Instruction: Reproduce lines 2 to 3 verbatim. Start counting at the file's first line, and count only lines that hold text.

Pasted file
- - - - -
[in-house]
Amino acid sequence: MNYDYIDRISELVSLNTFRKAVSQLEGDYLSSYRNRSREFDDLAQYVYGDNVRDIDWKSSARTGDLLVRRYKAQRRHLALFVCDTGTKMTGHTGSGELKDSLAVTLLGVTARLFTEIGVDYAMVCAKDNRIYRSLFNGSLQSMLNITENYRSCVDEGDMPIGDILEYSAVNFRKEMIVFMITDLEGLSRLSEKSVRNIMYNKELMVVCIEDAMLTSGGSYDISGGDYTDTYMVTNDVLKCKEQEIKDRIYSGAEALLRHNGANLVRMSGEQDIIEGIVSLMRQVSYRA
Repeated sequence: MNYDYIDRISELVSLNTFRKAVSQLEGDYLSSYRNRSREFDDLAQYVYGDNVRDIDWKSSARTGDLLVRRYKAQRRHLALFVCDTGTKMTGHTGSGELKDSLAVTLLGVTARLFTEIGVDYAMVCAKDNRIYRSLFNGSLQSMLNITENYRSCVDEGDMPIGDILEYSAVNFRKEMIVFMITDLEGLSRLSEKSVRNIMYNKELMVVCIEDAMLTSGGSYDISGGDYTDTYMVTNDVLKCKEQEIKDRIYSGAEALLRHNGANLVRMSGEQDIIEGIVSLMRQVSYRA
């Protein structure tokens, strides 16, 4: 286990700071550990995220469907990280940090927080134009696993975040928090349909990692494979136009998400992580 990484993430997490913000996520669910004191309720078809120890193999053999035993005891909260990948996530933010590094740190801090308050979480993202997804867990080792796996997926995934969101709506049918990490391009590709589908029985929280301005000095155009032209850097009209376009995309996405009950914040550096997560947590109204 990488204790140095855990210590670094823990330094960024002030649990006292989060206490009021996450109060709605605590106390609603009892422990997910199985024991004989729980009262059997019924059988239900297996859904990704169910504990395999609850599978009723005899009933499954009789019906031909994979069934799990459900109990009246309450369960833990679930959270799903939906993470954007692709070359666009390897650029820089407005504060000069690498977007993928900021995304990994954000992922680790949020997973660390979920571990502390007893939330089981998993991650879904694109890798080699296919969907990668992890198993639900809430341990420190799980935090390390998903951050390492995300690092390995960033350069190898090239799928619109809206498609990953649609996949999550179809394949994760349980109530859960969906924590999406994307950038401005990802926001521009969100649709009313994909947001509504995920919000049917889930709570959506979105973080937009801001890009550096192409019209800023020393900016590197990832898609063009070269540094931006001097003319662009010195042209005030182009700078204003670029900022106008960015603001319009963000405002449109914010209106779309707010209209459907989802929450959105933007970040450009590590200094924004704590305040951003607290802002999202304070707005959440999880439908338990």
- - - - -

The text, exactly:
Amino acid sequence: MNYDYIDRISELVSLNTFRKAVSQLEGDYLSSYRNRSREFDDLAQYVYGDNVRDIDWKSSARTGDLLVRRYKAQRRHLALFVCDTGTKMTGHTGSGELKDSLAVTLLGVTARLFTEIGVDYAMVCAKDNRIYRSLFNGSLQSMLNITENYRSCVDEGDMPIGDILEYSAVNFRKEMIVFMITDLEGLSRLSEKSVRNIMYNKELMVVCIEDAMLTSGGSYDISGGDYTDTYMVTNDVLKCKEQEIKDRIYSGAEALLRHNGANLVRMSGEQDIIEGIVSLMRQVSYRA
Repeated sequence: MNYDYIDRISELVSLNTFRKAVSQLEGDYLSSYRNRSREFDDLAQYVYGDNVRDIDWKSSARTGDLLVRRYKAQRRHLALFVCDTGTKMTGHTGSGELKDSLAVTLLGVTARLFTEIGVDYAMVCAKDNRIYRSLFNGSLQSMLNITENYRSCVDEGDMPIGDILEYSAVNFRKEMIVFMITDLEGLSRLSEKSVRNIMYNKELMVVCIEDAMLTSGGSYDISGGDYTDTYMVTNDVLKCKEQEIKDRIYSGAEALLRHNGANLVRMSGEQDIIEGIVSLMRQVSYRA